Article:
Sideview of the calyx and corolla of Yakima Milkvetch, Yakima Milk-vetch: Astragalus reventiformis (Synonym: Astragalus reventus var. canbyi) - Sideview of the calyx and corolla of Yakima Milkvetch, Yakima Milk-vetch: Astragalus reventiformis (Synonym: Astragalus reventus var. canbyi)

Ventral view of glabrous pod of Yakima Milkvetch, Yakima Milk-vetch: Astragalus reventiformis (Synonym: Astragalus reventus var. canbyi) - Sideview of the glabrous pod of Yakima Milkvetch, Yakima Milk-vetch: Astragalus reventiformis (Synonym: Astragalus reventus var. canbyi)

Close-up views of the flowers and pods of Yakma milkvetch as seen along the Roosevelt Grade Road above Roosevelt, WA..........April 25, 2010.

Pinnately compound leaf of Yakima Milkvetch, Yakima Milk-vetch: Astragalus reventiformis (Synonym: Astragalus reventus var. canbyi)

The pinnately compound leaf of Yakima milk-vetch as seen in the Columbia Hills.........May 14, 2006.

Yakima Milkvetch, Yakima Milk-vetch: Astragalus reventiformis (Synonym: Astragalus reventus var. canbyi) - Basal leaves of a young Yakima Milkvetch, Yakima Milk-vetch: Astragalus reventiformis (Synonym: Astragalus reventus var. canbyi)

Yakima milk-vetch as seen high up in the Columbia Hills State Park...........April 12, 2014. The photo at right shows the appearance of the basal leaves of a young plant.

Glabrous pods of Yakima Milkvetch, Yakima Milk-vetch: Astragalus reventiformis (Synonym: Astragalus reventus var. canbyi)

The photo above shows a close-up of the glabrous seed pods of Yakima milk-vetch as seen in the Columbia Hills.......June 3, 2006.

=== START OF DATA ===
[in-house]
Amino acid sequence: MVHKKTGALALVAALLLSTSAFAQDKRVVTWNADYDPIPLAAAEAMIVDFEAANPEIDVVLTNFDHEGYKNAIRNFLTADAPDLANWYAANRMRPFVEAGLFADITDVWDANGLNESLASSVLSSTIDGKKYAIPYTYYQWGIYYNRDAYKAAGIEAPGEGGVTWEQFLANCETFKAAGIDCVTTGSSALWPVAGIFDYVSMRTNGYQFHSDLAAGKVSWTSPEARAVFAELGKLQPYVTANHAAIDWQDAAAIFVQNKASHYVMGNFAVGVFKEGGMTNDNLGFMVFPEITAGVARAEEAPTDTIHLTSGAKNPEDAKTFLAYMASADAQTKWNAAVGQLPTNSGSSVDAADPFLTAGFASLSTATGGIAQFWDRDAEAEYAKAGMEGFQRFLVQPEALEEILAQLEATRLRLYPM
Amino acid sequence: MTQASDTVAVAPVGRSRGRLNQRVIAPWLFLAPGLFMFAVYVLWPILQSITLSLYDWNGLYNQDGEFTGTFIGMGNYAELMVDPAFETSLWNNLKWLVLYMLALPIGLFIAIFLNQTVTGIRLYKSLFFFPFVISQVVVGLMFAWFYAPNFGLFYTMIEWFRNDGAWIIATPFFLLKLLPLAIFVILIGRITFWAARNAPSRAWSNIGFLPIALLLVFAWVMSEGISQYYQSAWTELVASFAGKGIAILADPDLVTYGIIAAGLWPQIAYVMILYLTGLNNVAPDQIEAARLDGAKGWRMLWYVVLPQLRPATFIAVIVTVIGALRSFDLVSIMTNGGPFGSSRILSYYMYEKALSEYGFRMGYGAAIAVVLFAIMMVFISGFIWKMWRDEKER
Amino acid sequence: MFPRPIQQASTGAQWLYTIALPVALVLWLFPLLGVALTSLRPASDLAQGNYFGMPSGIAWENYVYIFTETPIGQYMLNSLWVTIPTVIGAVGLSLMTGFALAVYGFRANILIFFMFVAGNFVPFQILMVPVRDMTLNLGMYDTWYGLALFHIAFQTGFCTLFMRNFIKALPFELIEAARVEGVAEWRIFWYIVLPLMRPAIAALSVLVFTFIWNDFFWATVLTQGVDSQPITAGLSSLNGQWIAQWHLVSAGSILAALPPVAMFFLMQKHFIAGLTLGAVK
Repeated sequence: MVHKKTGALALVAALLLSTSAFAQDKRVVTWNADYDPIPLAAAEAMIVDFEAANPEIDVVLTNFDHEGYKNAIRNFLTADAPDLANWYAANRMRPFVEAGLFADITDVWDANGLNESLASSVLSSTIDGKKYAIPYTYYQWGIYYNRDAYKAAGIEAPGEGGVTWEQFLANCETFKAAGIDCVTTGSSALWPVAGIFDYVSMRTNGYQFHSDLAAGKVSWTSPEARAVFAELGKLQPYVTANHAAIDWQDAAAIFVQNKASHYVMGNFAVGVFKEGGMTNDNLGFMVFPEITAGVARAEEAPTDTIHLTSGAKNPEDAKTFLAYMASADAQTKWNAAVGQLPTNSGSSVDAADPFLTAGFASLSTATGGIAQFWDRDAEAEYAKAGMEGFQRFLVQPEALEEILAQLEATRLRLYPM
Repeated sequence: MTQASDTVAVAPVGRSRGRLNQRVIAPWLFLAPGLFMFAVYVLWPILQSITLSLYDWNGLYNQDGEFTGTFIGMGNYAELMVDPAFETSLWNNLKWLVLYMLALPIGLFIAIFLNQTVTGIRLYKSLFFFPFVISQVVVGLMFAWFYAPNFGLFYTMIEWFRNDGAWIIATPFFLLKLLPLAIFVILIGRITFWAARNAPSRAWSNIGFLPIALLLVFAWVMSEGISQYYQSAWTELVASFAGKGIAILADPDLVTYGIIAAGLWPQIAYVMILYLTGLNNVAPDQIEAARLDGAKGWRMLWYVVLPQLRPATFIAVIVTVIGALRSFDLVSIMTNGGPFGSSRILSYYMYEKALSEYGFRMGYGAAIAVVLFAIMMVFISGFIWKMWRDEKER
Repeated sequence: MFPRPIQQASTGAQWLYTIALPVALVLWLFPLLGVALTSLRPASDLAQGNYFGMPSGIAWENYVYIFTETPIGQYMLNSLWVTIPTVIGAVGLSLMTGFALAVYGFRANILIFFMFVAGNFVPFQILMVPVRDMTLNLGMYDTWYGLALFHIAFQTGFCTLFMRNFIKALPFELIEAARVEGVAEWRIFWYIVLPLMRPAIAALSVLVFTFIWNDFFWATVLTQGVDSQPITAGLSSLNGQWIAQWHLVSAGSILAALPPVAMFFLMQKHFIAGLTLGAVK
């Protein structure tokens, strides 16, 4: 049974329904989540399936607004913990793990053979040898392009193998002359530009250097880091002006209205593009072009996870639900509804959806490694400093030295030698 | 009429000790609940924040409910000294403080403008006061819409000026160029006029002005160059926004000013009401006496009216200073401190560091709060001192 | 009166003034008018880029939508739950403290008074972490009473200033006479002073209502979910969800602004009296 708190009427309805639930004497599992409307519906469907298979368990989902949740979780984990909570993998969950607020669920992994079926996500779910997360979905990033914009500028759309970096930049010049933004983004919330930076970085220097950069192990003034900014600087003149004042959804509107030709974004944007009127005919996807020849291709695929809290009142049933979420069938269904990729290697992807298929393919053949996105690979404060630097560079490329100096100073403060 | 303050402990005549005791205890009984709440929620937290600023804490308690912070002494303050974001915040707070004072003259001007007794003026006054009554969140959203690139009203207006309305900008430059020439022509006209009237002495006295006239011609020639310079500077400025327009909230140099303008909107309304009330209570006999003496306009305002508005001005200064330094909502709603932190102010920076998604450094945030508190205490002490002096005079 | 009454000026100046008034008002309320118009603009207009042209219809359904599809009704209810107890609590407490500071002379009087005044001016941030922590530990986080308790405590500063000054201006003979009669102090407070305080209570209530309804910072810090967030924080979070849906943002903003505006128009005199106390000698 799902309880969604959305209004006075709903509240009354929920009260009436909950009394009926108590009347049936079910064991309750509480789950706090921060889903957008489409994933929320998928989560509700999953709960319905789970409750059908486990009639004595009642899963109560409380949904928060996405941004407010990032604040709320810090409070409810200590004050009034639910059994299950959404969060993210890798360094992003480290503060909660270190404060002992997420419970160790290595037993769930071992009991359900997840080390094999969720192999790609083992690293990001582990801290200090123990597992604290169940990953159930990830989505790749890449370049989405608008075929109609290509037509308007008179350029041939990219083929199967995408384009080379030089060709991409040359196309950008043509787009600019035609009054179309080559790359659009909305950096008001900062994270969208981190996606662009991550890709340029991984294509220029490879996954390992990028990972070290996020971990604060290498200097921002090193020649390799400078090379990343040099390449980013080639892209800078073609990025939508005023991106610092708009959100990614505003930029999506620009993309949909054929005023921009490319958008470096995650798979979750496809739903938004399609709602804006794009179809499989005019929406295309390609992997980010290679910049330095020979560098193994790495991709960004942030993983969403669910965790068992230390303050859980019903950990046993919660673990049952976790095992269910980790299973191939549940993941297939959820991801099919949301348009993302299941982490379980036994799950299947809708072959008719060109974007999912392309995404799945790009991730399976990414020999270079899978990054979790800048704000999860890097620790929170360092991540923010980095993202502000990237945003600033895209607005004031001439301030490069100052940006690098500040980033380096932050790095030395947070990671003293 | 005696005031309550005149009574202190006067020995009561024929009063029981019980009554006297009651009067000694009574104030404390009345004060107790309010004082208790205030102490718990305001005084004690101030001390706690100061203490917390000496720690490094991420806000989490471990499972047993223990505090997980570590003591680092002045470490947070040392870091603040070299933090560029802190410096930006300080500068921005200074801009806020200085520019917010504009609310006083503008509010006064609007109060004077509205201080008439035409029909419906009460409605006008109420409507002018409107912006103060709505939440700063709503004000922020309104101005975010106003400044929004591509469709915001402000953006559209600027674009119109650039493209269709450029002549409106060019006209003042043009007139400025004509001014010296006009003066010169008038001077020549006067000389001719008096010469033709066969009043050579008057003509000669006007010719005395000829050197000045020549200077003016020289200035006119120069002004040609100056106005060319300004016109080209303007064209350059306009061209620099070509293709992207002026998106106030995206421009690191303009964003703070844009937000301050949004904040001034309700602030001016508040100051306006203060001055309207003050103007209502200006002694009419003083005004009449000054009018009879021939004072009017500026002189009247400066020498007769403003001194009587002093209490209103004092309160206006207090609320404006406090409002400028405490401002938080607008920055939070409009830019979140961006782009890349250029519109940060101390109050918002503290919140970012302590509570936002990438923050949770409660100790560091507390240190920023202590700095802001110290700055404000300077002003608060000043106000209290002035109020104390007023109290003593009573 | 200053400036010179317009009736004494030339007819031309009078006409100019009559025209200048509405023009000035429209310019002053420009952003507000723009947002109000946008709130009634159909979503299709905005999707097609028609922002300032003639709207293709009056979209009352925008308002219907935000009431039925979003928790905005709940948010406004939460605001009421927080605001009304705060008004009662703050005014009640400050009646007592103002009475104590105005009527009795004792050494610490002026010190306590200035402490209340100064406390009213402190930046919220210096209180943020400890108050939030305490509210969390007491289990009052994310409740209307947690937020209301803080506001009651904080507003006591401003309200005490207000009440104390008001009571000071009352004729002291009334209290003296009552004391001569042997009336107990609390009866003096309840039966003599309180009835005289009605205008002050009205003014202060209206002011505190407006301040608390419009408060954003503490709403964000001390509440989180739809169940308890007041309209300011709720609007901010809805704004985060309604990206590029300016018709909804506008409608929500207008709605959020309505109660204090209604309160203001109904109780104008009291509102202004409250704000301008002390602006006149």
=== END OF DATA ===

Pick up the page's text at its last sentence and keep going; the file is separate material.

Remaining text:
Frontal view of flower of Yakima Milkvetch, Yakima Milk-vetch: Astragalus reventiformis (Synonym: Astragalus reventus var. canbyi)

A frontal view of Yakima milk-vetch as seen from the Columbia Hills.........May 14, 2006.

Sideview of the calyx and corolla of Yakima Milkvetch, Yakima Milk-vetch: Astragalus reventiformis (Synonym: Astragalus reventus var. canbyi)

The photo above shows a close-up side view of the calyx and corolla of Yakima Milk-vetch as seen in the Columbia Hills in the eastern Columbia River Gorge.........May 1, 2005.

Yakima Milkvetch, Yakima Milk-vetch: Astragalus reventiformis (Synonym: Astragalus reventus var. canbyi) - Yakima Milkvetch, Yakima Milk-vetch: Astragalus reventiformis (Synonym: Astragalus reventus var. canbyi)

Yakima milk-vetch blooming at a pass along the Bickleton Highway between Bickleton, WA and Mabton, WA..........April 23, 2013.


Yakima Milkvetch, Yakima Milk-vetch: Astragalus reventiformis (Synonym: Astragalus reventus var. canbyi) - Fruits of Yakima Milkvetch, Yakima Milk-vetch: Astragalus reventiformis (Synonym: Astragalus reventus var. canbyi)

Inflorescence of Yakima Milkvetch, Yakima Milk-vetch: Astragalus reventiformis (Synonym: Astragalus reventus var. canbyi) - Yakima Milkvetch, Yakima Milk-vetch: Astragalus reventiformis (Synonym: Astragalus reventus var. canbyi) - Yakima Milkvetch, Yakima Milk-vetch: Astragalus reventiformis (Synonym: Astragalus reventus var. canbyi)

Yakima milk-vetch blooming in the northwest corner of the Columbia Hills State Park..........April 16, 2015.

Yakima Milkvetch, Yakima Milk-vetch: Astragalus reventiformis (Synonym: Astragalus reventus var. canbyi) - Yakima Milkvetch, Yakima Milk-vetch: Astragalus reventiformis (Synonym: Astragalus reventus var. canbyi)

Yakima milk-vetch as seen in the northwest corner of the Columbia Hills State Park..........October 18, 2015.

Yakima Milkvetch, Yakima Milk-vetch: Astragalus reventiformis (Synonym: Astragalus reventus var. canbyi) - Yakima Milkvetch, Yakima Milk-vetch: Astragalus reventiformis (Synonym: Astragalus reventus var. canbyi)

Yakima milk-vetch in bloom along trails below the Dalles Mt. Ranch trailhead at Columbia Hills Historical State Park.......May 2, 2018.

Yakima Milkvetch, Yakima Milk-vetch: Astragalus reventiformis (Synonym: Astragalus reventus var. canbyi)

The photo above shows Yakima milk-vetch in the Columbia Hills of the eastern Columbia River Gorge.........May 1, 2005.

Paul Slichter